> Assuming that the thenable check is if(typeof x.then === 'function'),
> intuitively, we might think that
>     Q(p).then(shouldntBeThenable => alert(typeof shouldntBeThenable.then));
> should never alert 'function'. But this guarantee does not follow:
>     var p = {};
>     Q(p).then(shouldntBeThenable => alert(typeof shouldntBeThenable.then));
>     p.then = function() { return "gotcha"; };
> This is a consequence of assimilation being a dirty hack. The notion of a
> thenable is only marginally more principled than the notion of array-like.
> It is not a stable property. Above, p became a thenable after Q already
> judged it to be a non-promise non-thenable and hence returned a
> promise-for-p. This promise scheduled a call to the callback before p became
> a thenable, but p became a thenable before the callback got called. Alleged
> guarantee broken.
> Thus, no fundamental guarantee would be lost by introducing an expert-only
> operation that does autolifting but no unwrapping. This would make
> convenient what is possible anyway: promises-for-thenables. But this is
> *not* an argument for introducing a full lifting operation. Introducing that
> would break an important guarantee -- that there are no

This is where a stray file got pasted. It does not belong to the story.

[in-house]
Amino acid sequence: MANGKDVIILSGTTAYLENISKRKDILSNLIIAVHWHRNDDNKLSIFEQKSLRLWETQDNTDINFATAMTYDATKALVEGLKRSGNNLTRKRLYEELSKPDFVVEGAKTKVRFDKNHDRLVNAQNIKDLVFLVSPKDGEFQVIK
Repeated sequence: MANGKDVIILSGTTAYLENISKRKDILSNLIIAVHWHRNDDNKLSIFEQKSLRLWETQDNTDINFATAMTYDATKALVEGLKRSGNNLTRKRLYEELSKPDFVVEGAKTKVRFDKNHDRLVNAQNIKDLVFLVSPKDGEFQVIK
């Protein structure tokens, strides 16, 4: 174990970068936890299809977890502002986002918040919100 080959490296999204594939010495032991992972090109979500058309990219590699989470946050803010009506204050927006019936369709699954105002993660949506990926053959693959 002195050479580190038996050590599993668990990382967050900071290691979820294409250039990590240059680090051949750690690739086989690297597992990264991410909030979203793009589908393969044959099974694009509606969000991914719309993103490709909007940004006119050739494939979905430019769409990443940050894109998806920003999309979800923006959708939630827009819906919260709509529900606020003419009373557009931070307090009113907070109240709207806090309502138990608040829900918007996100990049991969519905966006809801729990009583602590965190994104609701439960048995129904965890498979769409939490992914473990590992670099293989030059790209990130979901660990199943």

> promises-for-promises. Without full lifting, promises-for-promises remain
> impossible.

Why do think that "no promises-for-promises" is an important guarantee?

> I leave it to monad fans and/or haters of assimilation to suggest names for
> this convenient operation, a non-unwrapping autolifter. I'm confident that
> if I tried to name it, I'd only cause more confusion ;).

It should just be called "resolve", as in Future.resolve().

> [1] FWIW, if there's interest, I can provide several examples where a
> promise-for-promise is useful, but I know of no compelling example. The
> utility of the examples I have in mind are not worth the cost of introducing
> this possibility of a promise-for-promise.

Given the demonstrated difficulty of accidentally creating a
promise-for-a-promise, why do you feel it is so important to guarantee
that it can't ever happen?

Received on Sunday, 28 April 2013 03:32:32 UTC

This archive was generated by hypermail 2.4.0 : Friday, 17 January 2020 17:14:13 UTC